Michael Lewyn is an assistant professor at Touro Law Center in Long Island.
Every so often, one sees an article arguing that one mode of
transportation is cheaper, more efficient, or less dangerous than another
because it uses less energy/kills more people/costs more per passenger-mile. (1)
It seems to me, however, that per passenger-mile
comparisions are flawed in one key respect: they assume that trips on any mode
of transportation will involve the same mileage, so that if the average driver
lives 20 miles from work, the average bus rider will also live 20 miles from
Friday, January 15, 2010 - 9:30am PST
Every so often, I read a blog post or an article talking about the trade-off between "mobility" and making places more accessible to nonmotorists. The hidden assumption behind such statements is that "mobility" means cars going as fast as possible. So if every street is an eight-lane highway with cars going 70 miles per hour, overall social "mobility" is therefore high.
Thursday, December 31, 2009 - 6:16pm PST
Conventional wisdom dictates that middle-class families would find urban schools more tempting if we only “fixed the schools”- a concept that implies that urban public schools are simply unable to educate anyone, because they are either horribly underfunded (in the liberal version of this claim) or horribly mismanaged (in the conservative version).
Saturday, December 12, 2009 - 6:19pm PST
recently read an article containing a World War II-era poster: “When You Ride
Alone You Ride With Hitler.” The authors of the article asked whether governments
could use similar powers of persuasion today to discourage energy consumption
and thus address climate change.
Thursday, December 3, 2009 - 9:25am PST
This week, I finally got around to looking at the latest (2009) Texas Transportation Institute study on traffic congestion. (1)
Two facts struck me as interesting. First, the great congestion surge of the past decade or two is over. In most large metropolitan areas, congestion (measured as hours lost to congestion per traveler) peaked around 2005, and actually declined in 2005-07. For example, in Atlanta, hours lost to congestion peaked at 61, and decreased to 57 by 2007. Congestion increased in only three of the fourteen largest regions (Washington, Detroit and Houston)- and in each of these by only one hour per traveler.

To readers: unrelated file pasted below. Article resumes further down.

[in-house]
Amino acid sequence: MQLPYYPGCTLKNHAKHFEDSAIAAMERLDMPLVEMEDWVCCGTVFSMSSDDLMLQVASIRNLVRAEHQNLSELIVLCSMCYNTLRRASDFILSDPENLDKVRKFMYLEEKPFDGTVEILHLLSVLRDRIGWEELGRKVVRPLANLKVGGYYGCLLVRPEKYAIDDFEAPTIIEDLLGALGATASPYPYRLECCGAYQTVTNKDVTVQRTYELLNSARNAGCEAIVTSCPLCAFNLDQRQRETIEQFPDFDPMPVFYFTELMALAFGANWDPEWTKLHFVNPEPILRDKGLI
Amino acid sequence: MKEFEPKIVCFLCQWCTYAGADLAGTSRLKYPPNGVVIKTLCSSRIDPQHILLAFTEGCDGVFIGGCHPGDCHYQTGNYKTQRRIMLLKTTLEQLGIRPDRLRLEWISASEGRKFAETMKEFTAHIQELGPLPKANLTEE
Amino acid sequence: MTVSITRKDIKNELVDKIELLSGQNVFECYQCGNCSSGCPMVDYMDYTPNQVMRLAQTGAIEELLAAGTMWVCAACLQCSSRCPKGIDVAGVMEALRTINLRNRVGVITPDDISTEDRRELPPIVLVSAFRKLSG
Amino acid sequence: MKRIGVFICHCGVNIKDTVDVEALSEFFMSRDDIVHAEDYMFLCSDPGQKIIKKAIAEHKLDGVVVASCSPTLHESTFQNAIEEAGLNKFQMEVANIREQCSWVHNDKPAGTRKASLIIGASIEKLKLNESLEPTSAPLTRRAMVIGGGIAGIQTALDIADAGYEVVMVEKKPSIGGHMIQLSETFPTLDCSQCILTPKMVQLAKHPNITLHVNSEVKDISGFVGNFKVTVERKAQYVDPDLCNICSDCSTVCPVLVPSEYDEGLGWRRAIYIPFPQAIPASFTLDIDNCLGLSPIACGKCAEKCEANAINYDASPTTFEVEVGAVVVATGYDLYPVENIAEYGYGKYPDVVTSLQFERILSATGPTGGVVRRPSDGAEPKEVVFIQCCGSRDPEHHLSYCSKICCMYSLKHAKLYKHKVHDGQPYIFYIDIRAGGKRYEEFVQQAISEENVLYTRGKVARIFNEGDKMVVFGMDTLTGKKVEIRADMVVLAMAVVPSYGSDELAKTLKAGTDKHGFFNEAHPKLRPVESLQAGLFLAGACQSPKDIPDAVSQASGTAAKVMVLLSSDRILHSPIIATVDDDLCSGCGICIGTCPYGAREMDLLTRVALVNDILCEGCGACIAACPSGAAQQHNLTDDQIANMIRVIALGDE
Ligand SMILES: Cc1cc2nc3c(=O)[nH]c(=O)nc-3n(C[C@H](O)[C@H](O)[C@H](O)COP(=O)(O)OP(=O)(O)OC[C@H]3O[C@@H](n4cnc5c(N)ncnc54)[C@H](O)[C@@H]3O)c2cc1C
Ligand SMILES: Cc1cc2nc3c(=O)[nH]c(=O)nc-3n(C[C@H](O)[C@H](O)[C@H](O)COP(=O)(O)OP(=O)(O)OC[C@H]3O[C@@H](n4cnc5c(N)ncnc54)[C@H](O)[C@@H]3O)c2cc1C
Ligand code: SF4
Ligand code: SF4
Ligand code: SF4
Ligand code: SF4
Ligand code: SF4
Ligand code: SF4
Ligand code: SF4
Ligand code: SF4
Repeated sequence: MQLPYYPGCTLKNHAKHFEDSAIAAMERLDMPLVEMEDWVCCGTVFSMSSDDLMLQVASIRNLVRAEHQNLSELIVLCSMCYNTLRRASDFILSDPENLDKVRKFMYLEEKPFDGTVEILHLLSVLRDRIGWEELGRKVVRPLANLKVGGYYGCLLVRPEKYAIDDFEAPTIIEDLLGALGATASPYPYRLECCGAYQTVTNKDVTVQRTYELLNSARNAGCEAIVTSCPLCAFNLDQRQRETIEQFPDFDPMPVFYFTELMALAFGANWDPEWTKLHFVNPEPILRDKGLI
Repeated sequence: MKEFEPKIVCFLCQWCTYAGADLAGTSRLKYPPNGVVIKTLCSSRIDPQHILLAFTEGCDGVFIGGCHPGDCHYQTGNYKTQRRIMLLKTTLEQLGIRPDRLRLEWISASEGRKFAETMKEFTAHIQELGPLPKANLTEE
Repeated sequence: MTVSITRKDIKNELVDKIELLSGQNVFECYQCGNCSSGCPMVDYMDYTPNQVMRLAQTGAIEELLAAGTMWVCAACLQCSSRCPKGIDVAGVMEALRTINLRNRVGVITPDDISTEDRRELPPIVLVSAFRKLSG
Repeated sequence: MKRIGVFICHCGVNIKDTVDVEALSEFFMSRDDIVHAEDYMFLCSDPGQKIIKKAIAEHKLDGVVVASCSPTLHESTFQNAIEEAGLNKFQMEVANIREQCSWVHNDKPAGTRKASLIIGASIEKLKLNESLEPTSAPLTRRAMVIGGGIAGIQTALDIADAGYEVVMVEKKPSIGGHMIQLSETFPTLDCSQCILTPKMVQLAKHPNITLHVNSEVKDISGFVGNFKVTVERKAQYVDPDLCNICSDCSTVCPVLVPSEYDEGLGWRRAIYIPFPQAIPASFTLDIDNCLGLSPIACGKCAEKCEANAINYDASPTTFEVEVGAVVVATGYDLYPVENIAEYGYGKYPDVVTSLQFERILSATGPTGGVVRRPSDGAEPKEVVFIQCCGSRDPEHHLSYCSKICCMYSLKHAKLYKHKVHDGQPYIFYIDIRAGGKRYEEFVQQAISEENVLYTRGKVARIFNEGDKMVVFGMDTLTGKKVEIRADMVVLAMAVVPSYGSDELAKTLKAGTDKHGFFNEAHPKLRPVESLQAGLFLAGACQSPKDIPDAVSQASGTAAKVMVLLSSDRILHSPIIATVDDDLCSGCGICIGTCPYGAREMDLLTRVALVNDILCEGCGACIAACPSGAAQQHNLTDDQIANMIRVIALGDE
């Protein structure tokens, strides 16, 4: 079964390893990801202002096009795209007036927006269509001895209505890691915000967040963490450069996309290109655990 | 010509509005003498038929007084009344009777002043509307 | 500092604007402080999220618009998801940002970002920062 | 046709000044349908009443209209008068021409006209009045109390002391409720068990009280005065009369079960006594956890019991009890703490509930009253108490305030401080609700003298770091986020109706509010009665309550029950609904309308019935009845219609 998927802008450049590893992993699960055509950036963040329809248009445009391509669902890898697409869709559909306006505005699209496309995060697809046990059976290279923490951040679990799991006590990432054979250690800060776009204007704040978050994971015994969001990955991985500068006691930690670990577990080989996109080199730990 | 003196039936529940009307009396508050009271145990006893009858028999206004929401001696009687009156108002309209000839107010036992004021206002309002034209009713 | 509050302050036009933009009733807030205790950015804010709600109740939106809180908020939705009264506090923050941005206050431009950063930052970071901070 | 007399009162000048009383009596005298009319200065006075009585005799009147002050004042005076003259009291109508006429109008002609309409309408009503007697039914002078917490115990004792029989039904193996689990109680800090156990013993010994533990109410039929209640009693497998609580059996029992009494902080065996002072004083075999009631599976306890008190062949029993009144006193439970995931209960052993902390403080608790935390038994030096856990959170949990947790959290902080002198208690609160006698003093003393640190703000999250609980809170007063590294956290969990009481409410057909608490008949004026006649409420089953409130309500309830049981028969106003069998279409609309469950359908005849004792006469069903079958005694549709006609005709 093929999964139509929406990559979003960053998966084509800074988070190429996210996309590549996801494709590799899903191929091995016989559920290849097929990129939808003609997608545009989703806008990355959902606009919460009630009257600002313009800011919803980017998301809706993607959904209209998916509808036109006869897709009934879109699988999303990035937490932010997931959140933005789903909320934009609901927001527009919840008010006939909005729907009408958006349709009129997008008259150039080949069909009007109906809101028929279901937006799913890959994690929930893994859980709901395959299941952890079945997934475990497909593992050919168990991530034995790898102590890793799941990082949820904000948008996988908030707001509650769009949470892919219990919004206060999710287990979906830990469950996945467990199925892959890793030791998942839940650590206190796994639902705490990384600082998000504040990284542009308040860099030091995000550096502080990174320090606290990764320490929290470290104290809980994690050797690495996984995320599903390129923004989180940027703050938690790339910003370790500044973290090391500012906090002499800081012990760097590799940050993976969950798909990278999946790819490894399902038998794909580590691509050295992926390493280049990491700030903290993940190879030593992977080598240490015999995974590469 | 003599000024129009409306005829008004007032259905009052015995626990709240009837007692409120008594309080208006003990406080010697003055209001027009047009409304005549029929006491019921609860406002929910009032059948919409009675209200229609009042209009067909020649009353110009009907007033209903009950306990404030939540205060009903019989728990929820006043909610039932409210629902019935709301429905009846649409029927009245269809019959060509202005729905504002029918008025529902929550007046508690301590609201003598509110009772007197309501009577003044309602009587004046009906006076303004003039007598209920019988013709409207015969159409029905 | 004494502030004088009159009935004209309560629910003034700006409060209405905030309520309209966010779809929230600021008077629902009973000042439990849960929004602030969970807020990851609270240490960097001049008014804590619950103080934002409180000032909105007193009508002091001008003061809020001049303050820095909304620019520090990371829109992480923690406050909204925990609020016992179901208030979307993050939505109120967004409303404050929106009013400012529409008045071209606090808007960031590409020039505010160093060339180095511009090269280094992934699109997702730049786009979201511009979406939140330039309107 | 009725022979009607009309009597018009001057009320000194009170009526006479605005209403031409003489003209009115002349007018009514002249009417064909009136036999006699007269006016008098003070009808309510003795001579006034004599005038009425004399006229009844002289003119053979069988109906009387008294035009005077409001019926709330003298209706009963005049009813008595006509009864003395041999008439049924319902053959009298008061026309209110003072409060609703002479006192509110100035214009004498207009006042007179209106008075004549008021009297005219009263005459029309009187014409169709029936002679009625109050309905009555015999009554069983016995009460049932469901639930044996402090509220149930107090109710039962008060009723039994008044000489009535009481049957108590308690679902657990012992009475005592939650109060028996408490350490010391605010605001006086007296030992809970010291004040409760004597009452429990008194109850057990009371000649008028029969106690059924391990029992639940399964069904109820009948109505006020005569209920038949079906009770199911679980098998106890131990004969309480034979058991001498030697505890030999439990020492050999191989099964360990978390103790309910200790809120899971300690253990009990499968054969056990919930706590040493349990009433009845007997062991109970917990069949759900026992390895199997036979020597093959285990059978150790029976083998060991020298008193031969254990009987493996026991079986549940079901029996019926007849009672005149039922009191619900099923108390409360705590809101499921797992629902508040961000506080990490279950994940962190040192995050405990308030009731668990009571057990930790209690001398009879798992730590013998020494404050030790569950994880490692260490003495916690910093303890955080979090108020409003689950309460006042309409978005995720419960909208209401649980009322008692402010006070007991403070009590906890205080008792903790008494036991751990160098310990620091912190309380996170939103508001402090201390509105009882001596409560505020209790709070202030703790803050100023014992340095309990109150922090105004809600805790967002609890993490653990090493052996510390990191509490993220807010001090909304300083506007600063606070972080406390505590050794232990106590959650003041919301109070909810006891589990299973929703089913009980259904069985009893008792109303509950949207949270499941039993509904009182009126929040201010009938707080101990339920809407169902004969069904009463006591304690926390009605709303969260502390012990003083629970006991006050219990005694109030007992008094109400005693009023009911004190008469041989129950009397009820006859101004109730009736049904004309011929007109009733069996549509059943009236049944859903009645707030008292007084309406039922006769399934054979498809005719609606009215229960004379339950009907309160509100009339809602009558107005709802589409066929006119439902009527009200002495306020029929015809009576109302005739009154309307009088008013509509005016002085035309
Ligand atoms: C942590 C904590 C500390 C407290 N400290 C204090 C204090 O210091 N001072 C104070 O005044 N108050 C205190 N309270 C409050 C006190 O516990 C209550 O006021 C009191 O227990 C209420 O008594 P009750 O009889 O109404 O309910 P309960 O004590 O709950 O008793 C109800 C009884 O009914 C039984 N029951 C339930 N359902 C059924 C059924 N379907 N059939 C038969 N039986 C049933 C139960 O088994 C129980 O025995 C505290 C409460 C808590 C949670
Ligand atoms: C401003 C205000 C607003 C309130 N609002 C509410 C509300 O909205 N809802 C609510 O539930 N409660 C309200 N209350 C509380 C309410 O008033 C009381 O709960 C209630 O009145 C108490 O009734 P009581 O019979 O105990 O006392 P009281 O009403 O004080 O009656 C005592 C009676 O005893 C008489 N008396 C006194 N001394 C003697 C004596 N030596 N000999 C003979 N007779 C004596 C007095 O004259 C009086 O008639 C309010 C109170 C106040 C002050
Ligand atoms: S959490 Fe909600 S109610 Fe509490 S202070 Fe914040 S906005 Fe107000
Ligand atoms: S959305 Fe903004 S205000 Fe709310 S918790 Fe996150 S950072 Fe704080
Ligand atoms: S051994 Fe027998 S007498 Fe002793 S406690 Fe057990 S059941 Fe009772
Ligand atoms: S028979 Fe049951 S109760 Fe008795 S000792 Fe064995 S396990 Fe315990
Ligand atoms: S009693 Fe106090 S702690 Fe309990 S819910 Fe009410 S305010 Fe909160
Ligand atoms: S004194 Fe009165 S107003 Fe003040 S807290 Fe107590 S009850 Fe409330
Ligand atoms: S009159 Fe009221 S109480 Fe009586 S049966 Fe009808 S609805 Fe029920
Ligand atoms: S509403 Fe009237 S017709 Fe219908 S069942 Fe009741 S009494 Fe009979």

Monday, November 16, 2009 - 2:22pm PST
Over the next few months, Congress will continue to debate health insurance reform, and in particular, whether to create a "public option"- a government-financed insurance company which would compete with private
health insurers. Opponents of the public option fear that the government package might drive private insurers out of business. Are such concerns legitimate? American transportation history may give ammunition to both supporters and opponents of the public option.
Thursday, November 5, 2009 - 10:15am PST
A few days ago, I was trying to take a streetcar in Toronto- and the
streetcar was just as congested as any suburban arterial. The
lines in front of streetcars were so long that I couldn't get into the
first streetcar. Or the second. Or the third.
Instead, I had to wait a few minutes (horrors!) for the fourth
I asked myself: what if streetcars only ran every
hour, instead of every few minutes? Would the streetcars be
equally crowded? Of course not. People would abandon the
streetcars and start to use cars (if they owned them) and buy them (if
they did not yet own them).
Monday, October 19, 2009 - 11:08am PDT
Some of my acquaintances believe that
climate change may end human life (or at least civilization) and that the only
way to save humanity is to massively reduce economic growth and consumption. Other acquaintances believe that climate
change is, if not an outright hoax, a minor problem- and that even the
slightest attempt to regulate emission-creating industries will itself destroy
Tuesday, October 13, 2009 - 10:28am PDT
The San Jose City Council is considering a proposal to
ban plastic bags and most paper bags in supermarkets, out of concerns about the greenhouse
gases used to manufacture them and about the waste from discarded
bags. But this policy might create as many environmental problems
as it solves.
In a city without disposable bags, shoppers who seek to buy large
amounts of groceries will have to drag around an army of nondisposable
containers. For drivers, this is not a big deal. Susie SUV can always
find space for dozens of nondisposable bags in her truck. And because Susie’s bags
can stay in her truck forever, she will always be able to make impulse
purchases without difficulty.
Thursday, September 24, 2009 - 1:01pm PDT
Not long ago, I posted on what makes some cities more stressful
than others. (See http://www.planetizen.com/node/40441
). In that post, I remarked that the
ideal objective indicia of stress (resident surveys on crime, illness, etc.)
often do not exist for most cities.
Monday, September 14, 2009 - 11:53am PDT